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When speaking to someone in an advisory capacity, the subject of managing for successful results always comes up. One of the best ways to manage for successful results is through proper goal setting within a formal incentive system.

Goal setting: Where do the goals come from?
If you are the CEO of the organization, your goals will be set by the board of directors. If you are a mid-level manager of the organization, they will be set by your direct report. If you are the owner of the business, they will be set by you, but hopefully after you have gone through a strategic planning process. A typical strategic planning process usually results in a number of goals/action steps that will get you and/or the organization from point A to point B.

Goals can be both quantitative and qualitative. In my case, as CEO, my goals were set each year by the board of directors and contained both quantitative and qualitative goals. Quantitative goals usually involve attaining a profit target, reaching a certain sales target, exceeding investment targets, etc. Qualitative goals typically include getting more involved in the community, training one of your star employees, furthering your education, and so on.

When goals are set, there should be a bit of a joint discussion in which you have some input as to the probability of achieving each goal and each goal’s relative significance to the organization. Once set, they should be reviewed quarterly between you and your direct report to ensure that appropriate progress is being made in completing each goal in the stated time frame.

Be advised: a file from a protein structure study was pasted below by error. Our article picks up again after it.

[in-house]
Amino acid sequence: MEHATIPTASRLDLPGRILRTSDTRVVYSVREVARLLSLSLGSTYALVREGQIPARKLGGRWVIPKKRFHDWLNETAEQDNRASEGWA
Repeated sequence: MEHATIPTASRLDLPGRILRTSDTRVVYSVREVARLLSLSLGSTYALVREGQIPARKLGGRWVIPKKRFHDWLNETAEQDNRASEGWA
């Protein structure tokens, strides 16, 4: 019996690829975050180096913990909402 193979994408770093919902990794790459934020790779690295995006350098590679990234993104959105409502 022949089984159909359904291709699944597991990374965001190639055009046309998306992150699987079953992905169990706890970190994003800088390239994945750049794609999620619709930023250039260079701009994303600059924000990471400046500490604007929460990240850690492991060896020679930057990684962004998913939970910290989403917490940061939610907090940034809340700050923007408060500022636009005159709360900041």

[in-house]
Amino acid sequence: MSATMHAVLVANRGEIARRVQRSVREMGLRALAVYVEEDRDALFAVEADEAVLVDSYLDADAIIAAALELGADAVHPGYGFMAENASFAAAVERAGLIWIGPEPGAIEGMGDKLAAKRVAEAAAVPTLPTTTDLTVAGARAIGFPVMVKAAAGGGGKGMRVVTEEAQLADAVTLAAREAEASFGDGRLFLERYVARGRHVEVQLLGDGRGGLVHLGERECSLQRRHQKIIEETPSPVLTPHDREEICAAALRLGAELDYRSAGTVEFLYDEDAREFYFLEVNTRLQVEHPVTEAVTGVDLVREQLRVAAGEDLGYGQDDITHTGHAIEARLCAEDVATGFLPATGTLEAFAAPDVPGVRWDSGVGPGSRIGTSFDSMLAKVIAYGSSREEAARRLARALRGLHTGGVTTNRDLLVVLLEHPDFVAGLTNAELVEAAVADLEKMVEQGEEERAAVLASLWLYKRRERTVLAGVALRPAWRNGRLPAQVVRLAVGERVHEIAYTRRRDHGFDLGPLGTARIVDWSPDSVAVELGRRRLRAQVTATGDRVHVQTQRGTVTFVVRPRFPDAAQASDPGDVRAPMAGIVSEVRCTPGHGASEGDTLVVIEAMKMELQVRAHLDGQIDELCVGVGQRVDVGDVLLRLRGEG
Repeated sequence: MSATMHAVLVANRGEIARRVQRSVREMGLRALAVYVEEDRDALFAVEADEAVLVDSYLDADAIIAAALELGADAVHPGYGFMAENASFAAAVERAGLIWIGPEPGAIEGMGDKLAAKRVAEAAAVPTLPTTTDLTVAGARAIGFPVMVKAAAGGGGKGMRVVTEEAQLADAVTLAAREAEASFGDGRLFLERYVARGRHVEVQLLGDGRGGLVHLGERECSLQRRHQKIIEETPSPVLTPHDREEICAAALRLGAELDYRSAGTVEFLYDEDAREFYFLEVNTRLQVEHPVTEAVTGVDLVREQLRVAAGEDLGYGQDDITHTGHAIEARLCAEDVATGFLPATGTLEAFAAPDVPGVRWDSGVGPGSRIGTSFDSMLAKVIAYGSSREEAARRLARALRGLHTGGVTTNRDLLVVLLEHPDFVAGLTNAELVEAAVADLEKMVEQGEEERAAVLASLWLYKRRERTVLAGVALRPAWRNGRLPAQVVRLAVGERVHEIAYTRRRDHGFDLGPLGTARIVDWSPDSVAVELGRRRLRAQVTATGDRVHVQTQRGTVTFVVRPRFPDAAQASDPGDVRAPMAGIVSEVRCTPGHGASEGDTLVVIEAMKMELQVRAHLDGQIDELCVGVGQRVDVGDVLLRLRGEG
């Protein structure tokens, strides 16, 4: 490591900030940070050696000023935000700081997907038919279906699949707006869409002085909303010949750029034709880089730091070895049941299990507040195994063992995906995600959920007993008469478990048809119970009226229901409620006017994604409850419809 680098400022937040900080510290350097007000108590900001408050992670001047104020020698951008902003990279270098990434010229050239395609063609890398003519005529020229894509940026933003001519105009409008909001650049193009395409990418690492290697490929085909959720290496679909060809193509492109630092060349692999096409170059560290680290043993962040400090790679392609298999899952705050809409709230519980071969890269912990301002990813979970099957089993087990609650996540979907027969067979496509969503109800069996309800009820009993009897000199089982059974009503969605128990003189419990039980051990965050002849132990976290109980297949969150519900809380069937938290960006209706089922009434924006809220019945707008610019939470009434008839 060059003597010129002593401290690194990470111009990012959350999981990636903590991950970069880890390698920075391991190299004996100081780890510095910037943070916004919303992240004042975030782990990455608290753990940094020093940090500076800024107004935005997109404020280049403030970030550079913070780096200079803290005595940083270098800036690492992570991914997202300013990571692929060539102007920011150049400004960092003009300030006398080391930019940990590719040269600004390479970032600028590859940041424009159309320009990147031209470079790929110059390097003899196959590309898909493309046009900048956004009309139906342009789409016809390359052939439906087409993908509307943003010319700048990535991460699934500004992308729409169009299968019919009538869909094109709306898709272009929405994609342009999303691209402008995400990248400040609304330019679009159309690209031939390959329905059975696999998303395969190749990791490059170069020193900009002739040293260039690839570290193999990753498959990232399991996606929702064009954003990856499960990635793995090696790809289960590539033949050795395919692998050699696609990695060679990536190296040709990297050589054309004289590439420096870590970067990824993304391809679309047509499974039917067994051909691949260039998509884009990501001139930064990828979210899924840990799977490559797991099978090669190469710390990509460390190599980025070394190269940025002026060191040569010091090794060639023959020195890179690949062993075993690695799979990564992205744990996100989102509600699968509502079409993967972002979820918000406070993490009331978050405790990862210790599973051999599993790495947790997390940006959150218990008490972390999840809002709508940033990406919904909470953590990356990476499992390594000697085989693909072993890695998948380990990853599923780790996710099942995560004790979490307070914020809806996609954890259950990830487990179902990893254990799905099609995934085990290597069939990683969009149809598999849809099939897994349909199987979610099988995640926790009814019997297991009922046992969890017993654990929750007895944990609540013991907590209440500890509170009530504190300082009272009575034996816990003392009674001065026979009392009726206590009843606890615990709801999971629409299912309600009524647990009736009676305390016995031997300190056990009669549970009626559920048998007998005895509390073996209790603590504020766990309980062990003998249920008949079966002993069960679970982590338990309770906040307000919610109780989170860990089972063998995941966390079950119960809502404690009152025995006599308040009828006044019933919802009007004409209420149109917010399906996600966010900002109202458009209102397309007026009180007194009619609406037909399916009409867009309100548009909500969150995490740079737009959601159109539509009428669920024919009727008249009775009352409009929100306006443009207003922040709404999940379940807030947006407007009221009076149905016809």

This is how the process worked when I was CEO of the Hershey Trust. Each year the board would approve a set of goals for me (and the company). In my case there were seven. They contained both quantitative and qualitative goals. These were typically written by me, but discussed, modified and approved by the board. To ensure that I would meet all of my goals, I shared my goals with my officer group (my direct reports). When I sat down with each of my officers at the beginning of the year to create and discuss their individual goals, they had to be able to identify which of my seven goals theirs were supporting. In other words, I wanted to be sure my officer group was working in support of my goals to help me attain my goals and therefore the goals of the board. If any of their proposed goals could not be identified as being in support of one of my goals, I threw it out as being irrelevant to the organization.

In my next post I will discuss how to integrate these goals into an effective incentive/reward system.